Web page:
Friday, January 27, 2012

Sinigang (Pork in Sour Broth)

Copyright 2012 LtDan'sKitchen blogs
This dish is very different from what I ate growing up in the city of Smiles. The region where my parents lived is known for its sweet delicacies and the regional food was influenced as well for this reason. My Dad though likes to have something soupy every time we have a meal be it for breakfast or dinner but that is the kind of food he loved growing up. My generation is a bit different since I never really loved soupy dishes until I was a bit older so there was a bit of a gap until eventually I learned to love them. 

Sinigang is a dish from the northern part of the country and is quite unusual in that the broth is flavored with tamarind or ripe guavas to give it this distinctive sour flavor. Now, we do use tamarind to season a fish stew to achieve a puckering sour flavor but very rarely use it in broths. Having lived in Manila most of my adult life, I learned to love this dish since my good friends who kind of took me in loves to make this dish. Mind you, they really want it sour. I tried making this dish whenever I had the chance to visit my folks and my Mom loved it. Not really sure about my Dad but he must have loved it too since he eats quite a bit of it now whenever I make this at home. 

L-R: Taro, Green Beans, Eggplant, Baby Bok Choy
Tamarind Pods and Anaheim Peppers
Copyright 2012 LtDan’sKitchen blogs
Here in Bozeman, I'm lucky to realize that they sell tamarind in one of the stores where they sell a lot of Mexican ingredients. It cost me an arm and a leg, though I cannot really complain since it is a rare treat for me. I have to admit that I have not made this for quite some time now and when I did, I would use the ready-made packet which is a bit of a cheat but you have to make do with what is available. However, most folks back home do use the flavored packets as well so I should not feel like I took the easy route. So the next time you see a tamarind, you may just want to grab a few and try this pork dish which will surely surprise you with how good it tastes. One other thing, the vegetables you can use range from eggplants, green beans, bok choy, taro, spinach, and radishes. You can usually go up to three or even four of your favorite veggies in any combination that is pleasing to your palate. Just make the necessary adjustments to make sure that they are cooked through but not overcooked and mushy.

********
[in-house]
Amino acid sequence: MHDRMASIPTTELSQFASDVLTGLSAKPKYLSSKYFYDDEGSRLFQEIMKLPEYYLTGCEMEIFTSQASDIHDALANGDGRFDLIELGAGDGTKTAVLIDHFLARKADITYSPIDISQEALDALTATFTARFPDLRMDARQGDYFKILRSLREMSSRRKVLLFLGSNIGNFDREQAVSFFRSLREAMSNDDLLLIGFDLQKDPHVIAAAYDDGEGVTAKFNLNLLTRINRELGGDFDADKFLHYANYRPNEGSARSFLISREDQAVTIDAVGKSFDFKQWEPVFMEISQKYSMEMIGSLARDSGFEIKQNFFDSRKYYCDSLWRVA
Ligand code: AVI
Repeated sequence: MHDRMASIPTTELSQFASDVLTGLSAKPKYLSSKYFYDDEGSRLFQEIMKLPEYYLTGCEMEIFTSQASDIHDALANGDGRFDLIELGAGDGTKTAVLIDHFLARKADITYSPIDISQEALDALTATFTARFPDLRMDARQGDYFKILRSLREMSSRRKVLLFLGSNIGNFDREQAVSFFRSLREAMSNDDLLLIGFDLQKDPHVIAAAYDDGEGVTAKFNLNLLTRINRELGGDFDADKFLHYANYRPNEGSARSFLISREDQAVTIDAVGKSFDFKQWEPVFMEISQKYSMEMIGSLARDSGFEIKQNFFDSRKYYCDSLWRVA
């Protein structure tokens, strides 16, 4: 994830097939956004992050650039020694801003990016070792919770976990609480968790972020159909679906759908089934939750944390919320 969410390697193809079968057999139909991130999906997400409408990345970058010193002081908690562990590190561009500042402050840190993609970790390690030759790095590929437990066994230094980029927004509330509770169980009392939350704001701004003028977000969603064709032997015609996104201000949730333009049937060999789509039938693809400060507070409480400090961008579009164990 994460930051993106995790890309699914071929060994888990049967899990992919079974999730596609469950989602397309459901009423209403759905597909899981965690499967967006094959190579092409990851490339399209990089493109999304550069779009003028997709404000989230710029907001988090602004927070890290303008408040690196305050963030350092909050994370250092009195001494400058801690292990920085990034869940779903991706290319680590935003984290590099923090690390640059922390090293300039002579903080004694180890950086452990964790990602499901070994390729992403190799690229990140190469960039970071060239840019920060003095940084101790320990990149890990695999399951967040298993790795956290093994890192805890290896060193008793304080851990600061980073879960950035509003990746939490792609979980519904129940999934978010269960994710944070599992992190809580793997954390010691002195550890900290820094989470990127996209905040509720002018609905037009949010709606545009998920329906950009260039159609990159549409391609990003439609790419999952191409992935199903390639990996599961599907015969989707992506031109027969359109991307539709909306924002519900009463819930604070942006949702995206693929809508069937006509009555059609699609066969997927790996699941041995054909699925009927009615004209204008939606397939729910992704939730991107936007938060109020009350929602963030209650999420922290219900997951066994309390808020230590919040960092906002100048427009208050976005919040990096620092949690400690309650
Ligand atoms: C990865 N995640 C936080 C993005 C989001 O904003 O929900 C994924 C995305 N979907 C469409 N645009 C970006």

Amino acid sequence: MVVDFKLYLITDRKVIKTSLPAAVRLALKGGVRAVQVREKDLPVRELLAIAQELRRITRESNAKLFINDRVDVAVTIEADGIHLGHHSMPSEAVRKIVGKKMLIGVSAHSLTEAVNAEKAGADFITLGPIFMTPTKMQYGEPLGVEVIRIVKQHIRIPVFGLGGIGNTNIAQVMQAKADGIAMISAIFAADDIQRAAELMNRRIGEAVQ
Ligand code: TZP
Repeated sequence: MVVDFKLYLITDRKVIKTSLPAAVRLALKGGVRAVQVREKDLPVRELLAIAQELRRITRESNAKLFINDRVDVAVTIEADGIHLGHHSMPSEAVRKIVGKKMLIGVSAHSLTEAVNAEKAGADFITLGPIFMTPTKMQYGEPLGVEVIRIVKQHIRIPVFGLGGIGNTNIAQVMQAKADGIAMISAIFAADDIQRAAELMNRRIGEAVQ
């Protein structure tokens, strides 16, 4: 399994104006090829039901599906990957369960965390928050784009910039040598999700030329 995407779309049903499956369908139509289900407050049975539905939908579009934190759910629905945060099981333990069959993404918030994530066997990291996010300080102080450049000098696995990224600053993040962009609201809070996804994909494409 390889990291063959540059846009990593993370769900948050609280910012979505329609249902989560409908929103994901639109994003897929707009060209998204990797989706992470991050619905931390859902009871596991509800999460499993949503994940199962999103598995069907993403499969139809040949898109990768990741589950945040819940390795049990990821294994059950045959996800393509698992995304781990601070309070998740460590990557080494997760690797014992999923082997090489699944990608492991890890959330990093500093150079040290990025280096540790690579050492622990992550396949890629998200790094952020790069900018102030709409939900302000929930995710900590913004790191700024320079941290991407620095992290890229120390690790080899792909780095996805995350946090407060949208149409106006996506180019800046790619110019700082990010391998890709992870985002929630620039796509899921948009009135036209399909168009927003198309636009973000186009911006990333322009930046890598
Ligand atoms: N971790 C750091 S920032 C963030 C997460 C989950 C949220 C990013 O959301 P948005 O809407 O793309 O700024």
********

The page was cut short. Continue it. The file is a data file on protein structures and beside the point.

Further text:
Copyright 2012 LtDan'sKitchen blogs
The ideal cut for the pork used in this dish is the pork butt but it is also good to combine it with pork neck bones to impart a rich flavor to the broth. I actually made this in tandem with a version using shrimps and there is a bit of a deviation from the cooking procedure in that you add the shrimp last to avoid overcooking them. You also omit the Anaheim peppers and add slices of Roma tomatoes prior to serving. I do have to own up to the fact that for the shrimp version, I had to add two tablespoons of the flavored packet since the shrimps sold here are usually peeled so there is hardly any shrimp flavor imparted to the broth. 

Sinigang (Pork in Sour Broth)

4 lbs pork butt, cut in large pieces
2 garlic cloves, minced
1/2 onion, diced
2 tbsp olive oil
1 Anaheim pepper
1/4 lb green beans, ends trimmed
1 lb taro, peeled and halved
1 large eggplant, sliced into eighths
4 baby bok choy, ends removed
5-6 ripe tamarind pods
salt and pepper
6-8 cups water
2 tbsp fish sauce (optional)

1. In a large pot, heat the oil over medium heat and saute the garlic and
    onions. Season with salt and pepper and cook until softened.

2. Add the pork and cook until browned on all sides. Season with salt and
    pepper. Add 8 cups of water and bring to a boil. Add the tamarind and
    simmer covered for about 30 minutes over low heat. Check if any foamy
    crud is formed while the pork is cooking. If it does, just skim it using a
    ladle and discard.

3. Pick out the softened tamarind and transfer to a glass bowl. Add one cup
    of broth and mash the tamarind. Return the mixture to the pot by passing
    through a sieve. Repeat macerating the tamarind with more broth as
    necessary. Add the Anaheim pepper and taro and simmer for another 30
    minutes. Check for flavor and add the fish sauce if using or just use salt to
    adjust the flavor. There should be a good balance between sour and salty. 

4. Add the eggplants and simmer until almost tender. Add the bok choy and
    the green beans and simmer until just cooked and heated through. Check
    the flavor one last time and make the necessary adjustments. Serve with
    a bowl of steamed rice.

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